The forestlands of the southern United States are representative of ecosystems whose unique native flora and fauna are threatened by invasive plant species. Chinese tallow tree, tallowtree, or popcorn tree (Triadica sebifera (L.) Small) is an aggressive deciduous invasive tree that is forming monocultures throughout the southeastern United States and has become naturalized from the Gulf Coast of Texas to the Atlantic Coast of North Carolina. We present an approach for predicting future range expansion of Chinese tallow in forestlands of east Texas and Louisiana that integrates statistical forecasting and analytical techniques within a spatially-explicit, agent-based, simulation framework. Drawing on extensive data from the U. S. Forest Service (Forest Inventory and Analysis dataset, Non-native Invasive Plants dataset) and the U.S. Geological Survey (Land Use and Land Cover dataset), we apply this approach to identify where new invasions are most likely to occur, and to forecast the probable speed and geographical extent of range expansion over the next two decades.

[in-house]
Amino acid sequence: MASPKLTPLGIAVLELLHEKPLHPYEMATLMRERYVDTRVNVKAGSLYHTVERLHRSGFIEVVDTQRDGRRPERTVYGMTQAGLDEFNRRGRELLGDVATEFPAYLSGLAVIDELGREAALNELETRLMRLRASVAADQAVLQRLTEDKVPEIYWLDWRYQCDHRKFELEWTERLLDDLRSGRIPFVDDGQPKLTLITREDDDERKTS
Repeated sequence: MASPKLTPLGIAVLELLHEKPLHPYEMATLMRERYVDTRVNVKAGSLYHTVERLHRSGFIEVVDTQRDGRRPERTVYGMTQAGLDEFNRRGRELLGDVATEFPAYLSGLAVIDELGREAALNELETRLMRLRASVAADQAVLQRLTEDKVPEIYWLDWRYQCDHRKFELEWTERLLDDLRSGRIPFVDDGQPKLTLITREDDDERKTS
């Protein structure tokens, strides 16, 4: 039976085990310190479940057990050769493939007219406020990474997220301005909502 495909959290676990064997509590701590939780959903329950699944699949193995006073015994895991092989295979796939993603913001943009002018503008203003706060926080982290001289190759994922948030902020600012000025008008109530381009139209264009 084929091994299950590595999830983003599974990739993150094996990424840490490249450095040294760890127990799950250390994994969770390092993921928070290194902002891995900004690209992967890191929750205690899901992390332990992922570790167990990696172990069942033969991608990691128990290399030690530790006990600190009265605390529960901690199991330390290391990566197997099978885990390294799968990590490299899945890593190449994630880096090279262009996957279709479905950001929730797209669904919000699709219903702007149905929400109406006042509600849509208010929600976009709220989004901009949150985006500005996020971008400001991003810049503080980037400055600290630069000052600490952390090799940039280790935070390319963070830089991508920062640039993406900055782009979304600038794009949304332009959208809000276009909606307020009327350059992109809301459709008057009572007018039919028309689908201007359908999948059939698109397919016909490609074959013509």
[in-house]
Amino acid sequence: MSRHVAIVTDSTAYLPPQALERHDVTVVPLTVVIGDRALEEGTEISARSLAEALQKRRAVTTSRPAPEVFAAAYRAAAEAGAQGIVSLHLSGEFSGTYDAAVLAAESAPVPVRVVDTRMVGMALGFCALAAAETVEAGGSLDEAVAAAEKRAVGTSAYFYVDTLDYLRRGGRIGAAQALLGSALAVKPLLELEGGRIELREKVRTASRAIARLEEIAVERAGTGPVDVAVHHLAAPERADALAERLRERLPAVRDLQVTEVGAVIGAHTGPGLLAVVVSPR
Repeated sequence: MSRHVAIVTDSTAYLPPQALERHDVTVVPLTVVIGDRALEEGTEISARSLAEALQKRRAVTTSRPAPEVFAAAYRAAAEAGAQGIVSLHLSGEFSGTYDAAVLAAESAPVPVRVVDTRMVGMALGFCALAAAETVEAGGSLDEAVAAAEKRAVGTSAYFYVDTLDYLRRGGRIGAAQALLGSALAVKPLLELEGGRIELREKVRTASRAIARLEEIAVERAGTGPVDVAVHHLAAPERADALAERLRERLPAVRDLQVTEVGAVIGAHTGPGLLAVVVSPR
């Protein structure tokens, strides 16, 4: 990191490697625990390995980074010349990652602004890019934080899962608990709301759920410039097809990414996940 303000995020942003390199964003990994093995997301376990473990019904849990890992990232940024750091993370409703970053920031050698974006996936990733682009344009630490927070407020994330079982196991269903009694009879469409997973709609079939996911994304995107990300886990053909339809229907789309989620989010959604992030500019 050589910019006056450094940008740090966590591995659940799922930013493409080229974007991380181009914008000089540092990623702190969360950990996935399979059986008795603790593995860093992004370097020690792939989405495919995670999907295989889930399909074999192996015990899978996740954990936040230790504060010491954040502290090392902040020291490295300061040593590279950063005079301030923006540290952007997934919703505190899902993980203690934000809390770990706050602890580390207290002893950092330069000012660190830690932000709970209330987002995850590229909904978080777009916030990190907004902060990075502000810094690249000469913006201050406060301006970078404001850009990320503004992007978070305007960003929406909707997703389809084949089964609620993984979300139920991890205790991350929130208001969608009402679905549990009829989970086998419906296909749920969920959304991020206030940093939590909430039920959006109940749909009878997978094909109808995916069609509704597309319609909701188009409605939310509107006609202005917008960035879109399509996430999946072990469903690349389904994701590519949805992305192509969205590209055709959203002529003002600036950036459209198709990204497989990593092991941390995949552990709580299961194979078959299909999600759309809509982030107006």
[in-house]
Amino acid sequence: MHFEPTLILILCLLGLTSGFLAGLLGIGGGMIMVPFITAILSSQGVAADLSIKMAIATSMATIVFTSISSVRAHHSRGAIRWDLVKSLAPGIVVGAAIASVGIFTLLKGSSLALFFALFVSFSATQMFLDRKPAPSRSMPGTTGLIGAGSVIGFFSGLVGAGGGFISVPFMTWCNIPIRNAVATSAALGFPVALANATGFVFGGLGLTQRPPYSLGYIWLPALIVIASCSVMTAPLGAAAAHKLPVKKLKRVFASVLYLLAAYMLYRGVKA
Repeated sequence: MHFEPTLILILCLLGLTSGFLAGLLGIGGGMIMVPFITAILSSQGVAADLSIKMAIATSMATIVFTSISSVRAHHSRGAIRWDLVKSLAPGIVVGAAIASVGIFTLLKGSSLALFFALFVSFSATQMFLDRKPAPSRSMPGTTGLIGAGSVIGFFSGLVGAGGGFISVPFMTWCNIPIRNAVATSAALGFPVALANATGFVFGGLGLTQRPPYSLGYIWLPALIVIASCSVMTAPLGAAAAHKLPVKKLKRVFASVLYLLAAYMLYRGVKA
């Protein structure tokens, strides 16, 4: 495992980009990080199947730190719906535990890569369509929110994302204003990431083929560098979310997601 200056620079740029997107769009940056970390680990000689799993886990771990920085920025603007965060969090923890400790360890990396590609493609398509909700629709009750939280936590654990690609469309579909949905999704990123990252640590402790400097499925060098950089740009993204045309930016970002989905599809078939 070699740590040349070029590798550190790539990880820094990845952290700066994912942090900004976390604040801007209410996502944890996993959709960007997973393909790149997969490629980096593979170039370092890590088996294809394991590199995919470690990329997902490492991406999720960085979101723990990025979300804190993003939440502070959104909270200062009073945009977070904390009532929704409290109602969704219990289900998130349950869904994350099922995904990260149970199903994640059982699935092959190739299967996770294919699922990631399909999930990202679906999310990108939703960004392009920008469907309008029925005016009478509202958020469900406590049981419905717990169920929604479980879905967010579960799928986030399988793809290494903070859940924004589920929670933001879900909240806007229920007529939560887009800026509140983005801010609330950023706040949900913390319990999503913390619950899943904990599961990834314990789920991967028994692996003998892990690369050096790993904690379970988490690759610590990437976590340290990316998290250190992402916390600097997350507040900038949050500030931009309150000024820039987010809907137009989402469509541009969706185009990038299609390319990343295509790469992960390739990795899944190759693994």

Results indicate that Chinese tallow invasion is more likely in low areas, flat areas, and areas adjacent to water bodies and roads, and less likely in mature forest stands and stands in which there has been artificial regeneration (e.g., forestry plantations). Forecasted annual invasions advanced from the Gulf Coast of Texas and Louisiana northward and westward as much as 300 km, the most severe invasions occurring along rivers and other permanent inland water sources. In terms of total area invaded over the course of two decades, this represents an increase from <1 to about 7.5 percent of all forestlands (≈ 1.58 million hectares). Such time series projections of annual range expansions should provide land managers and restoration practitioners with an invasion chronology upon which to base proactive management plans.